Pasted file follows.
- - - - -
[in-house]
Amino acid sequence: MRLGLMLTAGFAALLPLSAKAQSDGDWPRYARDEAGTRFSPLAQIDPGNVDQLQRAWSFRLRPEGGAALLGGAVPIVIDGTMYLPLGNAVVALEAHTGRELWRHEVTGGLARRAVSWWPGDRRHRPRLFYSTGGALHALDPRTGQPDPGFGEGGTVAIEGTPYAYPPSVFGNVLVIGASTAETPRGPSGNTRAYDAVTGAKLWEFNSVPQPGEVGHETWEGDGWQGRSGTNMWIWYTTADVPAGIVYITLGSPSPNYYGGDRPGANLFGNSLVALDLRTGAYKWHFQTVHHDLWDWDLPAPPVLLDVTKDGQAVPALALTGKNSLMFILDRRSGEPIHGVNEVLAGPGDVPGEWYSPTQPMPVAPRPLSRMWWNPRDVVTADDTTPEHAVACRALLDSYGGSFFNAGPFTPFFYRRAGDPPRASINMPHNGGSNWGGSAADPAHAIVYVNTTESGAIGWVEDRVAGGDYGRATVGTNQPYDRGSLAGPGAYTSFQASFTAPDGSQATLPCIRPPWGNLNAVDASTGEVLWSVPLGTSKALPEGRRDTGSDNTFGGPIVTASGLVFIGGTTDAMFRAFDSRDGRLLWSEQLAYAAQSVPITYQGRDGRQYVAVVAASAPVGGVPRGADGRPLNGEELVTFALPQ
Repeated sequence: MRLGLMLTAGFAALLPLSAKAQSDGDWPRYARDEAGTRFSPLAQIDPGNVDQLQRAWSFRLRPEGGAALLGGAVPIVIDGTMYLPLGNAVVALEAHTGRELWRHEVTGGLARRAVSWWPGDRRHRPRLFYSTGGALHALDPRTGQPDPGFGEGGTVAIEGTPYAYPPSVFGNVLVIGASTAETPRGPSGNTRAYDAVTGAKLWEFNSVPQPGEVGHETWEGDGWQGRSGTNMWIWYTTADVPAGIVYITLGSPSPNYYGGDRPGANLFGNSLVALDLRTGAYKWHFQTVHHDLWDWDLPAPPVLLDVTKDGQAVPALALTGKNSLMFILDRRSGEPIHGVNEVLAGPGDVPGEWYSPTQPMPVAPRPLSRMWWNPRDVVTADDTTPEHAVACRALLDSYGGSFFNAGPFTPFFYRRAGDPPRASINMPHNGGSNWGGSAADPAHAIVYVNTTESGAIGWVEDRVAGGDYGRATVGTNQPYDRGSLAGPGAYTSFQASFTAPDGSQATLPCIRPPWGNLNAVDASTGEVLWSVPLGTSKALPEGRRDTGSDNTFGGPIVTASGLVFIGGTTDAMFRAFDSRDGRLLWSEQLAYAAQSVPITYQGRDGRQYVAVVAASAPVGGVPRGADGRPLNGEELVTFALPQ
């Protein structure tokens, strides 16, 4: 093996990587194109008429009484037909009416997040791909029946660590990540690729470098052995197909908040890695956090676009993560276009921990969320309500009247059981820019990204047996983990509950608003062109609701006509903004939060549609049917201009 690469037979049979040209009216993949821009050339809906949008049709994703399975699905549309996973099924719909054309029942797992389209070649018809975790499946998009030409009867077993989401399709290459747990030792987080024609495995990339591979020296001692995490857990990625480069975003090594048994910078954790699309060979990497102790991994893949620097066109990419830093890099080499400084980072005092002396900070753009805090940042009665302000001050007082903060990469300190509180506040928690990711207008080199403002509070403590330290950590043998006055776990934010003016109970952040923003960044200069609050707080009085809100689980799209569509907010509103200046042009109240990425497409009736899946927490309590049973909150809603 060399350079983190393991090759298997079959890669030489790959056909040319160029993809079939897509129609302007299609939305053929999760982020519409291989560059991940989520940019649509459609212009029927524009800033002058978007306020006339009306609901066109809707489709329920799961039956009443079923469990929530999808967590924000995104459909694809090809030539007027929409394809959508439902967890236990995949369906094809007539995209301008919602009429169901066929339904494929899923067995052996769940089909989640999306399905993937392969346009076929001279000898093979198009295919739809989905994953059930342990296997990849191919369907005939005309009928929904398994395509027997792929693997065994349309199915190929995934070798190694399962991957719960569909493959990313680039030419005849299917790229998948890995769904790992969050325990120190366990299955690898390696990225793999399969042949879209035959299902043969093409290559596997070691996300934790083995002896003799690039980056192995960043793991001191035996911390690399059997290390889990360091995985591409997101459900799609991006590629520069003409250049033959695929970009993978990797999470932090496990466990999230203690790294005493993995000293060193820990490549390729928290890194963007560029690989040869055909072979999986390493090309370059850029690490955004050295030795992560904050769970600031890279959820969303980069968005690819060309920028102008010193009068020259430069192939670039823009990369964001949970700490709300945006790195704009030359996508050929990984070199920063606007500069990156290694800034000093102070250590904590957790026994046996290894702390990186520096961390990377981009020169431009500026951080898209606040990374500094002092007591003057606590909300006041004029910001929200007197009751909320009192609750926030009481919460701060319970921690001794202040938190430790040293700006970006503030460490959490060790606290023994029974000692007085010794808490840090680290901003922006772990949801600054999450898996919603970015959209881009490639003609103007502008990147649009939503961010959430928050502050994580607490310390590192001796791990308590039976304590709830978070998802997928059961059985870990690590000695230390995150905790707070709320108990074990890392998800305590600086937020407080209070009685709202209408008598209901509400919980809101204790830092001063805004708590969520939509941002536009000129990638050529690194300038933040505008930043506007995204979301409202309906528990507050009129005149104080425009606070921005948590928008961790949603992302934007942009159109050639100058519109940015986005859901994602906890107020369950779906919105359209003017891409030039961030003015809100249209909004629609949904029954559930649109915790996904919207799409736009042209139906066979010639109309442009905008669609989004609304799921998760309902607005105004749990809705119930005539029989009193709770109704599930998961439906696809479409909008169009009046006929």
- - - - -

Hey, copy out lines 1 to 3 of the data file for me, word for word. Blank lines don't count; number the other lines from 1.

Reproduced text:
[in-house]
Amino acid sequence: MRLGLMLTAGFAALLPLSAKAQSDGDWPRYARDEAGTRFSPLAQIDPGNVDQLQRAWSFRLRPEGGAALLGGAVPIVIDGTMYLPLGNAVVALEAHTGRELWRHEVTGGLARRAVSWWPGDRRHRPRLFYSTGGALHALDPRTGQPDPGFGEGGTVAIEGTPYAYPPSVFGNVLVIGASTAETPRGPSGNTRAYDAVTGAKLWEFNSVPQPGEVGHETWEGDGWQGRSGTNMWIWYTTADVPAGIVYITLGSPSPNYYGGDRPGANLFGNSLVALDLRTGAYKWHFQTVHHDLWDWDLPAPPVLLDVTKDGQAVPALALTGKNSLMFILDRRSGEPIHGVNEVLAGPGDVPGEWYSPTQPMPVAPRPLSRMWWNPRDVVTADDTTPEHAVACRALLDSYGGSFFNAGPFTPFFYRRAGDPPRASINMPHNGGSNWGGSAADPAHAIVYVNTTESGAIGWVEDRVAGGDYGRATVGTNQPYDRGSLAGPGAYTSFQASFTAPDGSQATLPCIRPPWGNLNAVDASTGEVLWSVPLGTSKALPEGRRDTGSDNTFGGPIVTASGLVFIGGTTDAMFRAFDSRDGRLLWSEQLAYAAQSVPITYQGRDGRQYVAVVAASAPVGGVPRGADGRPLNGEELVTFALPQ
Repeated sequence: MRLGLMLTAGFAALLPLSAKAQSDGDWPRYARDEAGTRFSPLAQIDPGNVDQLQRAWSFRLRPEGGAALLGGAVPIVIDGTMYLPLGNAVVALEAHTGRELWRHEVTGGLARRAVSWWPGDRRHRPRLFYSTGGALHALDPRTGQPDPGFGEGGTVAIEGTPYAYPPSVFGNVLVIGASTAETPRGPSGNTRAYDAVTGAKLWEFNSVPQPGEVGHETWEGDGWQGRSGTNMWIWYTTADVPAGIVYITLGSPSPNYYGGDRPGANLFGNSLVALDLRTGAYKWHFQTVHHDLWDWDLPAPPVLLDVTKDGQAVPALALTGKNSLMFILDRRSGEPIHGVNEVLAGPGDVPGEWYSPTQPMPVAPRPLSRMWWNPRDVVTADDTTPEHAVACRALLDSYGGSFFNAGPFTPFFYRRAGDPPRASINMPHNGGSNWGGSAADPAHAIVYVNTTESGAIGWVEDRVAGGDYGRATVGTNQPYDRGSLAGPGAYTSFQASFTAPDGSQATLPCIRPPWGNLNAVDASTGEVLWSVPLGTSKALPEGRRDTGSDNTFGGPIVTASGLVFIGGTTDAMFRAFDSRDGRLLWSEQLAYAAQSVPITYQGRDGRQYVAVVAASAPVGGVPRGADGRPLNGEELVTFALPQ